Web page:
By Seth Roffman
The U.S. Department of Commerce’s Economic Development Administration has awarded a $351,000 Public Works grant to Santa Fe Community College for SFCC’s Building Energy Automation and Microgrid Training Center (BEAMtc). The grant is funding the purchase of equipment needed for worker training. The total project budget is over $700,000, with a cost-share from the State of New Mexico.
The BEAMtc, housed at the college’s Trades and Advanced Technology Center, is also focused on product development and testing. It is intended to serve the entire North Central New Mexico Economic Development District (Colfax, Los Alamos, Mora, Río Arriba, San Miguel, Santa Fe and Taos counties, as well as nine pueblos and tribes). It is expected to attract jobs and businesses to the region and position engineering students for employment in the rapidly growing microgrid industry. U.S. Congressman Ben Ray Luján foresees the training center making SFCC a statewide leader in building a green-energy workforce and economy.
Siemens and other industry partners are donating equipment and engineering expertise. Siemens, a global microgrid company that has committed to corporate carbon neutrality by 2030, announced its partnership with SFCC at the Microgrid 2017 conference to nearly 500 senior industry participants. Siemens was a partner in the Building Energy for a Sustainable Tomorrow (BEST) initiative that informed the design of the BEAMtc. The national BEST Center supports publicly funded college programs in heating, ventilation, air conditioning and refrigeration (HVAC/R) controls, building automation and energy/facilities management. Sponsored by Advanced Technological Education grants from the National Science Foundation, this national collaborative promotes state-of-the-art building technician education and dissemination of the latest research, technology and industry collaborations in energy-efficient buildings.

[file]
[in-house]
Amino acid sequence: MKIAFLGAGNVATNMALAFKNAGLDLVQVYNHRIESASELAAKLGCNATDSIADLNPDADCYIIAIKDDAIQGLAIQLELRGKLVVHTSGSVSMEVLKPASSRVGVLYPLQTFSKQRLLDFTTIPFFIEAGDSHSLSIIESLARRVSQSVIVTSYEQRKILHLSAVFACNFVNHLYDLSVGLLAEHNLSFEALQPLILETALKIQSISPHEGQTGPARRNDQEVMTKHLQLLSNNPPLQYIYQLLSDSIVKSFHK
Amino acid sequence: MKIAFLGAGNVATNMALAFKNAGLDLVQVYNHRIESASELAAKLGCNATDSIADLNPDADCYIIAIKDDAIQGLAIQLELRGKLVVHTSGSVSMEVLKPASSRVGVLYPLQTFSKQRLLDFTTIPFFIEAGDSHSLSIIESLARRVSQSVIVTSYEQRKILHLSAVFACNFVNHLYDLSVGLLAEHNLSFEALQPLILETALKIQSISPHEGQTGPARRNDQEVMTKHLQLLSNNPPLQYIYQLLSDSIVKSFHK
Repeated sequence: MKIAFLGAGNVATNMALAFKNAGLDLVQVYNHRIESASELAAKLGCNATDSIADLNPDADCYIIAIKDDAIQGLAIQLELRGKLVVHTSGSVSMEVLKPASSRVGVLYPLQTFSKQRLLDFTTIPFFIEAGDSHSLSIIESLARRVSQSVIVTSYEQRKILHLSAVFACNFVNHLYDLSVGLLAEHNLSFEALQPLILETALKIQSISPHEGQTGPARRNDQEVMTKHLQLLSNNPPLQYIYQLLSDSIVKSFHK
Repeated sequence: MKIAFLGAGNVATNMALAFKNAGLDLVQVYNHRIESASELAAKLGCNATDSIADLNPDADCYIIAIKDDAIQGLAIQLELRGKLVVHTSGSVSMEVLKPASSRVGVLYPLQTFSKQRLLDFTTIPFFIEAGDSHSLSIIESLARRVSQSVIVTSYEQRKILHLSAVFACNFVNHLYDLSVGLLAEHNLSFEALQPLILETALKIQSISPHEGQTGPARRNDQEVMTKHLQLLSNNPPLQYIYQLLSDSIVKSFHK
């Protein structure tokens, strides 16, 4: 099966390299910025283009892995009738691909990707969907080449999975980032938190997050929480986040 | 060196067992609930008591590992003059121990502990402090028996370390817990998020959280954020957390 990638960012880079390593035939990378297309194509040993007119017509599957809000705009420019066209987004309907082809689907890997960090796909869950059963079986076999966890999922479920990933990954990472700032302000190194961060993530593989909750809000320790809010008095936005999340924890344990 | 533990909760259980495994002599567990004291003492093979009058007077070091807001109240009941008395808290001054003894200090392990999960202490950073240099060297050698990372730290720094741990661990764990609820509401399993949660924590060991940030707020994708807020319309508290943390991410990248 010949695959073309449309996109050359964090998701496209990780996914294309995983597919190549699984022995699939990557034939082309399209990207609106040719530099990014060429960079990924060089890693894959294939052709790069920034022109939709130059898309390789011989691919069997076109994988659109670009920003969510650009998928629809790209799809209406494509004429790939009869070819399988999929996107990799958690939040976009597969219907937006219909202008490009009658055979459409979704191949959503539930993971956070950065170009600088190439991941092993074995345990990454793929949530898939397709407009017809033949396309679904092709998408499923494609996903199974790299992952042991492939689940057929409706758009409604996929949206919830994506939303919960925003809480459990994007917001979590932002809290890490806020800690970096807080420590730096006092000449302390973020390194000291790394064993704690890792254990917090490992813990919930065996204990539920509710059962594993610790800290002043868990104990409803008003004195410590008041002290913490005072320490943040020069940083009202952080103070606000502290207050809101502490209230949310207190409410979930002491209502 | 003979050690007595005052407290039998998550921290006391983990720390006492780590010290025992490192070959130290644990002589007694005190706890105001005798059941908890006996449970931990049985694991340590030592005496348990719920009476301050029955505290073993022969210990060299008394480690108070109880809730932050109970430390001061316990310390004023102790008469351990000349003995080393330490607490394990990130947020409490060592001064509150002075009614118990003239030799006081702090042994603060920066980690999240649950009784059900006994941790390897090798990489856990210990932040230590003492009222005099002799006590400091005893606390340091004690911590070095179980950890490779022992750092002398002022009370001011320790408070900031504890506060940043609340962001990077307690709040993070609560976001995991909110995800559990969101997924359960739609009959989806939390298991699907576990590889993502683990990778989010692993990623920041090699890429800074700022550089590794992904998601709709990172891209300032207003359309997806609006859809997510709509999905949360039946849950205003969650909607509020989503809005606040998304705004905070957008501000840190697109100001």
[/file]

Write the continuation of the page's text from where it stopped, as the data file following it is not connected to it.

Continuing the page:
SFCC is partnering with Seimens by using the company’s microgrid management software at the new “nanogrid” lab and has contracted support from the Microgrid Systems Laboratory (MSL) for coordination and regional networking. The program will provide training with real-world technology used by many private and public utilities to operate the nation’s power grid. Students will be able to see real-time data and run simulations. Such software has become increasingly important in the management of the growing number of distributed energy (battery-stored renewable energy) resources being added to the grid. The college is also partnering with Microgrid Systems Lab for workforce training and professional development. MSL, which led the center’s preliminary planning and fundraising, is serving as project director to implement the program.
The research and teaching nanogrid will incorporate traditional power generation, photo-voltaic solar power, natural gas and a battery energy storage
system that will be installed on the campus this year. Students will be trained to optimize power generation based on specified needs such as carbon reduction or as a response to weather conditions.
The BEAMtc itself is incorporating building energy management techniques as a component of smart energy systems design, and developing these principles in a nanogrid serving SFCC’s new greenhouse complex for advanced hydroponics and aquaponics. Both the building energy lab and the greenhouse nanogrid will become nodes on a proposed campus-wide microgrid that will help the college improve energy resilience as well as to operate more efficiently and sustainably. Based on a conceptual design by the National Renewable Energy Laboratory, Siemens’ engineers will deploy a complete operating system including multiple generation sources, demand management, storage, thermal loops, islanding capability, and Siemens’s utility-grade microgrid controller, to be housed in a second lab.